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Matt Palmer,  New York City

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  • Matt Palmer

    Matt Palmer

    Matt Palmer is a senior lecturer in the department of Ecology, Evolution and Environmental Biology at Columbia University. His research interests are primarily in plant community ecology, with emphases on conservation, restoration and ecosystem function. His current research projects include the community dynamics and ecosystem functions of urban forests, wetlands and green infrastructure, the population biology of rare plants, and the engagement of urban youth in environmental monitoring and research. Matt also teaches classes, often with extensive field and natural history components, on topics related to ecology, conservation, and organismal biology.

    June 16, 2013
    Two coyotes in a park in New York City, photographed by a motion-triggered stationary camera.  Photo credit: Gotham Coyote Project

    Urban parks and green infrastructure are often touted for their benefits in providing for urban biodiversity. There have been several posts about this subject in this blog—by Tim Beatley, Thomas Elmqvist, Russell Galt, Bill Sherwonit, Bob Sallinger, and others—and it’s clear that a core of scientists, designers, planners, and community leaders are doing great work … Continue reading Valuing Urban Wildlife: Critical Partners in the Urban System or Scary, Disgusting Nuisances?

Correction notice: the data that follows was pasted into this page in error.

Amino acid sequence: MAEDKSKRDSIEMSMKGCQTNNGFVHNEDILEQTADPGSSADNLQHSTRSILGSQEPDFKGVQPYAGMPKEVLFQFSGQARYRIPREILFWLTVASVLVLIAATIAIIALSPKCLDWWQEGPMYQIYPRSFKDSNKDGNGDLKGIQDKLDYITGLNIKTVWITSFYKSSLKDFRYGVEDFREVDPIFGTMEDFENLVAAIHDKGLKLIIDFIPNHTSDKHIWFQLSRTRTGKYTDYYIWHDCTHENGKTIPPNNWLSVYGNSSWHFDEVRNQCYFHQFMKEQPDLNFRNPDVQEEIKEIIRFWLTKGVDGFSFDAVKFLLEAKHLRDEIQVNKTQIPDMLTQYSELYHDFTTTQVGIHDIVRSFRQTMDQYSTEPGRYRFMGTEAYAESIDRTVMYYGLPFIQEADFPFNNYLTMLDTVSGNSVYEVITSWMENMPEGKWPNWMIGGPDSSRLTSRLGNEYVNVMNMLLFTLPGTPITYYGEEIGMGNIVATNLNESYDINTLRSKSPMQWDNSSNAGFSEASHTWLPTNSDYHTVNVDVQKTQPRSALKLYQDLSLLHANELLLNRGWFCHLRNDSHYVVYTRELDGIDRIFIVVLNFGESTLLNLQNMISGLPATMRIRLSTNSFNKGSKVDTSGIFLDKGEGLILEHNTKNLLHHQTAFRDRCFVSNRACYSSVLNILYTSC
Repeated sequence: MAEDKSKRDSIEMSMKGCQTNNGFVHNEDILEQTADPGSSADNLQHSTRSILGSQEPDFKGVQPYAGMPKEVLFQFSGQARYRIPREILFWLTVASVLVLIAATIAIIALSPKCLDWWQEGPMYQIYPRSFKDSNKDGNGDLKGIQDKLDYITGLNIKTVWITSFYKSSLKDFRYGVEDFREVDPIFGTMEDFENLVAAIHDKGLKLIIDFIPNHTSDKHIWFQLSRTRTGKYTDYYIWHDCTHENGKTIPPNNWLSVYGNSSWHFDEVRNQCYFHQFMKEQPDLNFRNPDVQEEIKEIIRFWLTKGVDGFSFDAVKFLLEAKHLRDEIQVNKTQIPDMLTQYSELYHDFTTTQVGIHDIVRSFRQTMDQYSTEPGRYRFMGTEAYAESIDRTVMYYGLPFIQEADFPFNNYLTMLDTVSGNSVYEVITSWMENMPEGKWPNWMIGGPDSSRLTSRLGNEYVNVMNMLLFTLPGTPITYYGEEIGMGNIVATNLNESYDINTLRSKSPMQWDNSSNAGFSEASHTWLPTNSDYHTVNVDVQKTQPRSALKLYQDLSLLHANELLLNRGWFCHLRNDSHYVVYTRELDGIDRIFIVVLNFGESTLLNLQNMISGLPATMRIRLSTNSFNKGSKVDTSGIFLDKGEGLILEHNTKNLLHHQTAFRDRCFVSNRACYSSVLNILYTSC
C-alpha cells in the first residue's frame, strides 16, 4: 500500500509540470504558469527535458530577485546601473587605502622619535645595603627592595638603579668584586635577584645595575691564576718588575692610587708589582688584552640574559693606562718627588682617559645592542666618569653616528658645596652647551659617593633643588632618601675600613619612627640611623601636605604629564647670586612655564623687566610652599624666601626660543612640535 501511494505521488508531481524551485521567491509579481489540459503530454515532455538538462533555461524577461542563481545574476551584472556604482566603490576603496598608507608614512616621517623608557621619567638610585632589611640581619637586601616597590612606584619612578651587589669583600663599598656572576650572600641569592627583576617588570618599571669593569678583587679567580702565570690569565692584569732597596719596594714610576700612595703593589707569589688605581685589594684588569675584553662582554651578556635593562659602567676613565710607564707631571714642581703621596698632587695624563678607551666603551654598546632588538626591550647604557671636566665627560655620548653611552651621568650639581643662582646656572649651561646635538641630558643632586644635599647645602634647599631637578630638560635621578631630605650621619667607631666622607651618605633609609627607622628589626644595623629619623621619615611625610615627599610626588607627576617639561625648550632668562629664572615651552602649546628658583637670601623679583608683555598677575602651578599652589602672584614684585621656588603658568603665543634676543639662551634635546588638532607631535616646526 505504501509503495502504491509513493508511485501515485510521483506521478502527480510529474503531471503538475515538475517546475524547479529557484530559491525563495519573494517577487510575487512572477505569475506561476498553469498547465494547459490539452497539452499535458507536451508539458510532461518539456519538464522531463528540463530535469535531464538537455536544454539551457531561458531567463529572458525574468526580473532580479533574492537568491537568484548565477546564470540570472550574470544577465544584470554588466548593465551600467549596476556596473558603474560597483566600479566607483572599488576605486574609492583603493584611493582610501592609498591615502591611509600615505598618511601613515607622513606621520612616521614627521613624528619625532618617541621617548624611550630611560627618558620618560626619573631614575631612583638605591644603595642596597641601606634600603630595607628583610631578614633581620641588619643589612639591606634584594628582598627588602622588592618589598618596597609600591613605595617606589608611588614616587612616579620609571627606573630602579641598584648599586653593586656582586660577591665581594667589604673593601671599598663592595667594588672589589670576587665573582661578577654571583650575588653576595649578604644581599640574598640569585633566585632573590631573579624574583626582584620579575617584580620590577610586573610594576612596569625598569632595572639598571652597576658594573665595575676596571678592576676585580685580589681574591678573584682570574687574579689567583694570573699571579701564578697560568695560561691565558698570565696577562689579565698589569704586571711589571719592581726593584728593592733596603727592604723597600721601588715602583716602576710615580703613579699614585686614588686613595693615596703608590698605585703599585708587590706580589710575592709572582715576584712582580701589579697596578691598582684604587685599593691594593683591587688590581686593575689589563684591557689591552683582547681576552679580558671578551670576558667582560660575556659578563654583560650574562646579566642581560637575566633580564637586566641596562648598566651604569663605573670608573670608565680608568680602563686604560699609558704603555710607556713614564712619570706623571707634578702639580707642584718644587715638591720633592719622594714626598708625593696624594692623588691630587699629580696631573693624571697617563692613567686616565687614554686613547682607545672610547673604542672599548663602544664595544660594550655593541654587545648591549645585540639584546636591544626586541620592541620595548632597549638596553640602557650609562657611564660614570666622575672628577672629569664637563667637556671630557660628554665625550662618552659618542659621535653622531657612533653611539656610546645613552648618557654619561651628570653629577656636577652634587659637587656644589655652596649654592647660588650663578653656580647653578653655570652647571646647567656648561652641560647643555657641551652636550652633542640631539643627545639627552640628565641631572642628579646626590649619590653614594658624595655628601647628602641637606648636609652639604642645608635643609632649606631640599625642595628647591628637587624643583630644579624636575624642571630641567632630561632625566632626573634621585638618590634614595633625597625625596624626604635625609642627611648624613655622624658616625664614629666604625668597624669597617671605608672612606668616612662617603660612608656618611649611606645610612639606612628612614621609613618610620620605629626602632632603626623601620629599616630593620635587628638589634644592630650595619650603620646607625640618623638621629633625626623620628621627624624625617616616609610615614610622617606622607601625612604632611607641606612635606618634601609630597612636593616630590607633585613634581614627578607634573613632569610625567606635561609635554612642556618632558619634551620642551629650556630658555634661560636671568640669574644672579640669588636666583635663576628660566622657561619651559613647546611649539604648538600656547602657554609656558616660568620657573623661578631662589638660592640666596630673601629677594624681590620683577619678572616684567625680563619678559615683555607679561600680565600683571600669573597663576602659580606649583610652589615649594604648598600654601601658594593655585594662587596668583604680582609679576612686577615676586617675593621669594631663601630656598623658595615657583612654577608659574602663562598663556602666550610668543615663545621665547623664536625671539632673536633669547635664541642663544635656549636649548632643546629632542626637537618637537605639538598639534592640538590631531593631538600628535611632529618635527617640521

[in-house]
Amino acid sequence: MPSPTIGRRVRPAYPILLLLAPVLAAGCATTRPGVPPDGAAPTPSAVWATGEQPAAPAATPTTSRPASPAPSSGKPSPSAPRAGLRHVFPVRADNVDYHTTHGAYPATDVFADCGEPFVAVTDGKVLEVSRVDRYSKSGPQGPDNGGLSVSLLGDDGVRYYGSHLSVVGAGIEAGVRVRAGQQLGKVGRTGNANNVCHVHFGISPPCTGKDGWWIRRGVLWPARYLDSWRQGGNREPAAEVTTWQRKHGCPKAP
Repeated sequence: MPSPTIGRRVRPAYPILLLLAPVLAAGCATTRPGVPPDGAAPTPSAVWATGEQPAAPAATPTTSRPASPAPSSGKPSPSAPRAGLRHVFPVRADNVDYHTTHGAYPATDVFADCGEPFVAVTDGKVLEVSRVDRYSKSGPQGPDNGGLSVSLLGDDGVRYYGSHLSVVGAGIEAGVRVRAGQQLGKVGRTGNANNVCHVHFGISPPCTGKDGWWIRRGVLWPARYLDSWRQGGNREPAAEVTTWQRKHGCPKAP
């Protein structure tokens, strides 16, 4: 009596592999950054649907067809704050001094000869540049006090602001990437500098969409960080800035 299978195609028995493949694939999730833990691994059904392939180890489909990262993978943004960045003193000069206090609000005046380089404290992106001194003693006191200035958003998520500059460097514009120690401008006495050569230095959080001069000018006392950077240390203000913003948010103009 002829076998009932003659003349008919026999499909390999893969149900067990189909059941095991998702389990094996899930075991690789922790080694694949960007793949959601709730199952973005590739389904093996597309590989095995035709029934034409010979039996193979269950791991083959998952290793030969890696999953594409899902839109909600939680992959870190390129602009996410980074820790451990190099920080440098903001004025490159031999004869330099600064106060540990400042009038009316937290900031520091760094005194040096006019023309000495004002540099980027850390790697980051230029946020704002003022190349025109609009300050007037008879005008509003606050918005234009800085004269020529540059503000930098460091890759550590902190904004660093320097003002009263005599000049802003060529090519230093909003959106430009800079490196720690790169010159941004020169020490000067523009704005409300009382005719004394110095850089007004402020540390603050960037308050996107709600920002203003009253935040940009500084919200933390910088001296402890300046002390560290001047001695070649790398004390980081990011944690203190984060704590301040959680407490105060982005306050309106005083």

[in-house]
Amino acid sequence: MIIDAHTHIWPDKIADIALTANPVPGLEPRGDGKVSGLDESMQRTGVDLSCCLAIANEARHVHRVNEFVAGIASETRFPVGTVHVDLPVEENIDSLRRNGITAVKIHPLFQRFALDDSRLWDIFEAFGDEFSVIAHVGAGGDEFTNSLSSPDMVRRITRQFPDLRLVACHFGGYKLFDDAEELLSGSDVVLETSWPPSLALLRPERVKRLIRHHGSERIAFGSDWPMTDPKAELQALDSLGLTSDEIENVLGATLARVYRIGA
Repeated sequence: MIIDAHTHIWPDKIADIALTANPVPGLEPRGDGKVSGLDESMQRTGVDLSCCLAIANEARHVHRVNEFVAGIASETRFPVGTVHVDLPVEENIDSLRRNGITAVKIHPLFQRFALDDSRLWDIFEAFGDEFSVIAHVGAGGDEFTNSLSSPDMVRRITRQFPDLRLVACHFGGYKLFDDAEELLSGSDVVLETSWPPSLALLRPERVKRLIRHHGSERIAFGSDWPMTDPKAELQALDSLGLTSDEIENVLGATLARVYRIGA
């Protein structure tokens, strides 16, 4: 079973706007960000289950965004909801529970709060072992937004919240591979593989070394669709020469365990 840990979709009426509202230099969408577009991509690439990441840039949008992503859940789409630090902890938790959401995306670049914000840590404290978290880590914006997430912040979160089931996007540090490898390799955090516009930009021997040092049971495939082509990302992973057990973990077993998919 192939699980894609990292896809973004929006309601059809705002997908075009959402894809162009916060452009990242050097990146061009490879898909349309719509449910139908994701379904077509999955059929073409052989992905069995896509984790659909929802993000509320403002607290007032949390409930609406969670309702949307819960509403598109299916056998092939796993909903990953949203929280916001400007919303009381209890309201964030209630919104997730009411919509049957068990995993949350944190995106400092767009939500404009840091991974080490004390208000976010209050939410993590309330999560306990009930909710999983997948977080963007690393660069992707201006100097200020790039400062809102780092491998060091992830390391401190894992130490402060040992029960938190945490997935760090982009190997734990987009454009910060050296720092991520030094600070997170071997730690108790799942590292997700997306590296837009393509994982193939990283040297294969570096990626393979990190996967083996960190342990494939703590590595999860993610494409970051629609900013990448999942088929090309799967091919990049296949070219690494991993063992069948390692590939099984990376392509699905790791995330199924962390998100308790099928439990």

January 16, 2013
    JapaneseKnotweed

    Cities are melting pots.  I expect we understand this metaphor best as it relates to human beings. Cities around the world grow because people keep moving into them.  People move from nearby rural areas, from other regions in the same country, or from around the world.  When they arrive, they bring their skills, their beliefs, … Continue reading Our Changing Urban Nature: Time to Embrace Exotic Species? (Or at Least Some of Them)

    August 14, 2012
    coyote with pups

    The world is losing its biological diversity – or biodiversity – at an alarming rate. The primary force driving this is habitat degradation. When the places where animals, plants, fungi, and the myriad other organisms live are converted to other uses, conditions change and the prior residents often move on or die. The two major causes … Continue reading Discovering Urban Biodiversity